As our skin ages, it becomes more vulnerable to wide variety of problems. As we age, our skin becomes less supple, thinner, and dryer. It also injures more easily and heals more slowly. Because of this, seniors are much more prone to skin problems ranging from itching, scaling, and mild dryness to grave skin conditions such as infection and ulcerations. Caregivers should understand that severe skin infections or non-healing wounds in the elderly can be very serious or even fatal.
If you are the caregiver for an elderly loved one, skin protection will need to become routine. Preventing serious skin conditions in the elderly not only protects their skin, but can help prevent small problems from becoming larger and more serious. If your loved one exhibits any skin problems, they should be evaluated by their health care professional before any treatment is started.
Here is a list of some of the most common skin conditions that might affect the senior in your life:
- Senile Purpura. These are the purplish spots that appear most often on the arms and legs, due to thinness of the elder person’s skin, and frailty of the capillaries, and blood vessels just below the surface.
- Stasis Dermatitis. This condition is more common in elderly women than men; it is characterized by dry, itchy skin.
- Exfoliative Dermatitis. This is a more severe form of dermatitis than stasis dermatitis, and is characterized by excessive peeling and shedding of skin. This condition is of particular concern in the elderly, because the severe itching can lead to excessive scratching which can in turn lead to infections.
- Skin Infections and/or Infestations. These are bacterial infections and parasitic infestation, such as scabies or ringworm, and are relatively common in the elderly.
- Cancerous and non-cancerous skin growths. Any suspicious growth, or change in an existing mole or growth should be examined by an individual’s health care provider, immediately.
- Viral skin disorders. These include problems such as shingles and herpes zoster.
Tips on maintaining healthy skin as we age
The bottom line is that if skin becomes too dry, it is prone to cracking and dermatitis – which allows for penetration of bacteria that can result in infection. Some skin tips for the elderly include:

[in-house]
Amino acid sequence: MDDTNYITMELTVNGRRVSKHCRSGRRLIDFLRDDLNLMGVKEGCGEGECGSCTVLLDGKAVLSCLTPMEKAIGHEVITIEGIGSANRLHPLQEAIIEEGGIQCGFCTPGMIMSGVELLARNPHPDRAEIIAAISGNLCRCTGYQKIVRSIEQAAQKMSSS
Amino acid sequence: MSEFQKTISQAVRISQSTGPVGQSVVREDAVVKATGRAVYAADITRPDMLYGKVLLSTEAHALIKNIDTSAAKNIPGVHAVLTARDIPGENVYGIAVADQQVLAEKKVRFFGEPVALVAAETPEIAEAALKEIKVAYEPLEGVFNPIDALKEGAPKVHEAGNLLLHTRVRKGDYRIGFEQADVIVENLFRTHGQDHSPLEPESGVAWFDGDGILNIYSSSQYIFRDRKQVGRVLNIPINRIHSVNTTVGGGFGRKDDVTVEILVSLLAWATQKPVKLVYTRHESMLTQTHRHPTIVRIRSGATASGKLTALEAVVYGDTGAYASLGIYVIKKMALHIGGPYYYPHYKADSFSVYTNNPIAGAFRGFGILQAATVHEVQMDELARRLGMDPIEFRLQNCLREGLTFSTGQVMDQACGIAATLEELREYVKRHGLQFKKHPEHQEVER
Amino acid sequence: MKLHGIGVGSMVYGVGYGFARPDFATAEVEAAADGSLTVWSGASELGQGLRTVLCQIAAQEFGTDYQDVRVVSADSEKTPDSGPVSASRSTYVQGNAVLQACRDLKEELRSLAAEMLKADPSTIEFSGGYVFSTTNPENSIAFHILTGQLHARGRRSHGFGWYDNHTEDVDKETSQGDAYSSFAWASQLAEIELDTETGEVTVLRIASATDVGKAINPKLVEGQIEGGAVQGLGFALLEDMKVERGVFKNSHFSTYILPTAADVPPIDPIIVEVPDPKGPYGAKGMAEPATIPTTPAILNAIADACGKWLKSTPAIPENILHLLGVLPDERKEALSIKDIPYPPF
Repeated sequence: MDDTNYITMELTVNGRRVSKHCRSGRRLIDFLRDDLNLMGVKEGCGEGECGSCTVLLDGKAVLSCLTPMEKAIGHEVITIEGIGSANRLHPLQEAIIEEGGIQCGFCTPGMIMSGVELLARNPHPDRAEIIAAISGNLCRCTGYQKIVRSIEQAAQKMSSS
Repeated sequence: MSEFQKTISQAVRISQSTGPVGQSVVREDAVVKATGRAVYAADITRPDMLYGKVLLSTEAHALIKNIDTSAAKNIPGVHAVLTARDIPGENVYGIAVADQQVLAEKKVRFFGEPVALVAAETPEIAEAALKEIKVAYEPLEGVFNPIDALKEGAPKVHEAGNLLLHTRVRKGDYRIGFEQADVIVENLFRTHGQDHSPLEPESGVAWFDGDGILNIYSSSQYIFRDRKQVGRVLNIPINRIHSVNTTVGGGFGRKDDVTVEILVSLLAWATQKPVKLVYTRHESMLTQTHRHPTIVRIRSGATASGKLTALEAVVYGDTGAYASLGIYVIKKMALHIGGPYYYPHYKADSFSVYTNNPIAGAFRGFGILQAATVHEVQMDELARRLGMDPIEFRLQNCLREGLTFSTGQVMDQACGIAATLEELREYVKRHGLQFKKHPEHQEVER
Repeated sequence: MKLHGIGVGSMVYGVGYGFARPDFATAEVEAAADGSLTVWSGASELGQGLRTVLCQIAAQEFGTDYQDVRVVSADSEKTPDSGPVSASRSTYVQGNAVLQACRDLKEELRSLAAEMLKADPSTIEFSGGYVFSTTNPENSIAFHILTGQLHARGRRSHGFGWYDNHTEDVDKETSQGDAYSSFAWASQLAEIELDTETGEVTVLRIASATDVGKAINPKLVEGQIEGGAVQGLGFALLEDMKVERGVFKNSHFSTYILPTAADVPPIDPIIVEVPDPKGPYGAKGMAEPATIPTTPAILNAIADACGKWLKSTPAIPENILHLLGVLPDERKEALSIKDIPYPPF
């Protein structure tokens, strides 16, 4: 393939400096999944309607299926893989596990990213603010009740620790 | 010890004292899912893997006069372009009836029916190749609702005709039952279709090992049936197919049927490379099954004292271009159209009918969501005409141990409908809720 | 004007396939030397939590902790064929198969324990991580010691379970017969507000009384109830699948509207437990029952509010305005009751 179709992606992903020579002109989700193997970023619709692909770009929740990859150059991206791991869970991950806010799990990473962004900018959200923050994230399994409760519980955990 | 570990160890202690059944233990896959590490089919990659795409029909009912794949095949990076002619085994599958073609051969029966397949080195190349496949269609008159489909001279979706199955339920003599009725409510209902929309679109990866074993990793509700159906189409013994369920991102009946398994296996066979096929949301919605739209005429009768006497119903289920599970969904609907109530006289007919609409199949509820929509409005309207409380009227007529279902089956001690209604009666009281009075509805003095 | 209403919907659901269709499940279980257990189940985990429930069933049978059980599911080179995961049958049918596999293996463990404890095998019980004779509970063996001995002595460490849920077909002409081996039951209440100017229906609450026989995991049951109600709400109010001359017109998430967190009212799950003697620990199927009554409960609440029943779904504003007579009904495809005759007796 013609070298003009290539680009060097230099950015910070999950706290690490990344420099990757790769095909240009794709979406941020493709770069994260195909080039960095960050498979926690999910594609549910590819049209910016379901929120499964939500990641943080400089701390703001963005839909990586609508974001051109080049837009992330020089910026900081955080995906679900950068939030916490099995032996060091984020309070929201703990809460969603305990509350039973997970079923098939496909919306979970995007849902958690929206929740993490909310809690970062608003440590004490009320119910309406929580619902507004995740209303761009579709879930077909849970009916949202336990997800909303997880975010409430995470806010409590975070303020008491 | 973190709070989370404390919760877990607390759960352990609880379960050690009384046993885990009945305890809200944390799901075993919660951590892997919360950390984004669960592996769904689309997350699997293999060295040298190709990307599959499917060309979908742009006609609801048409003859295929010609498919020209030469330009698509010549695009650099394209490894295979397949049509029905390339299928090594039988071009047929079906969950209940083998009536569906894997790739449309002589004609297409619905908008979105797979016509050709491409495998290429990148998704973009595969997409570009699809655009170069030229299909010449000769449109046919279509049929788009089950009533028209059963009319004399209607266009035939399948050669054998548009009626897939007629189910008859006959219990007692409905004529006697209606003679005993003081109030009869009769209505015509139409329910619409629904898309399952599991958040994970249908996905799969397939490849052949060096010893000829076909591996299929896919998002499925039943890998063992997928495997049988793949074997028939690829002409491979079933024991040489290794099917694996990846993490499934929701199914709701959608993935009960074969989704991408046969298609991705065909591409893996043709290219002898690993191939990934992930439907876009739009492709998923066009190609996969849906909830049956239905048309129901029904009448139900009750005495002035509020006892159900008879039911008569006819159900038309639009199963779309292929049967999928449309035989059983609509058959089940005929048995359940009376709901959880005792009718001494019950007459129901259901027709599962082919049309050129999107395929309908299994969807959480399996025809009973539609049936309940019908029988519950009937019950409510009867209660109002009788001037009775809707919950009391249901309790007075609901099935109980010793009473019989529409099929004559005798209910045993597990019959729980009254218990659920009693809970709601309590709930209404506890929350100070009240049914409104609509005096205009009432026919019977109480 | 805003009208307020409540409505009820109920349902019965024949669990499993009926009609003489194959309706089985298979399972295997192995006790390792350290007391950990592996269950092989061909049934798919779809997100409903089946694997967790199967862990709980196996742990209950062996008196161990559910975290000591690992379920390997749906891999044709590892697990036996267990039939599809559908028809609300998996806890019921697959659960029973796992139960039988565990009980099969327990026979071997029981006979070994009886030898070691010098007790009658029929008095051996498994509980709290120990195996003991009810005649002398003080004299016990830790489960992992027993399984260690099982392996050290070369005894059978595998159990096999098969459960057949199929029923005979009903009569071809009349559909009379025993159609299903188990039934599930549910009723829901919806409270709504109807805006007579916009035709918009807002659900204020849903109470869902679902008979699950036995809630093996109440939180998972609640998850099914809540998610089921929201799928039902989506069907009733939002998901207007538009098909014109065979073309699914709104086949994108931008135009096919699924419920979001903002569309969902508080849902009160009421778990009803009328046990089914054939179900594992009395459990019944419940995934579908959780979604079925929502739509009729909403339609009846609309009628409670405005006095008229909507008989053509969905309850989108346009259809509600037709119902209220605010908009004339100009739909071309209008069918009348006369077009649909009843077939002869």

- Avoiding hot baths and frequent showers
- Using only mild soaps, and gently applying moisturizers to the skin after every shower or bath
- Caregivers must take extra care to help their elderly loved one avioid developing bedsores, particularly for those who are incontinent or bed-ridden. These individuals need to be turned frequently, to avoid pressure-sensitive ulcers. And it is imperative that absorbent products and catheters be changed frequently.
- Never smoking or quitting smoking, as cigarette smoke has been found to be highly damaging to skin.
- Making sunblock a regular part of the skin care routine.
- Staying properly hydrated by drinking enough liquids. This is important since dehydrated skin is also vulnerable to an assortment of problems.
- Using a room humidifier during the winter and in dry climates
- Avoiding hot and dry places, such as saunas
About R.O.S Therapy Systems: R.O.S. Therapy Systems began as a backyard project in 2010. Scott Silknitter was searching for tools to help his mother care for his father, Roger Owen Silknitter, during a 25-year fight with Parkinson’s disease and dementia. That project became a personal mission to help all family caregivers. From family caregiver training and activity books to mobile apps to activity systems, R.O.S. has grown to become a single-source provider of informational “how to’s” and a growing provider of adaptive tools for the millions of husbands, wives, children, and family members that become caregivers.
Common sense advice and instruction based on proven principles of communication, engagement, and daily living are the heart of everything R.O.S. offers for family caregivers. Improving quality of life for caregivers is our mission, and designing everything for a family caregiver struggling with a loved one is the starting point. Whether it is dementia, diabetes, Parkinson’s, ALS, stroke, visual impairment, developmental disabilities, or any other issue that forces someone to care for a loved one, R.O.S. and its Caregiving 101 program are here to help.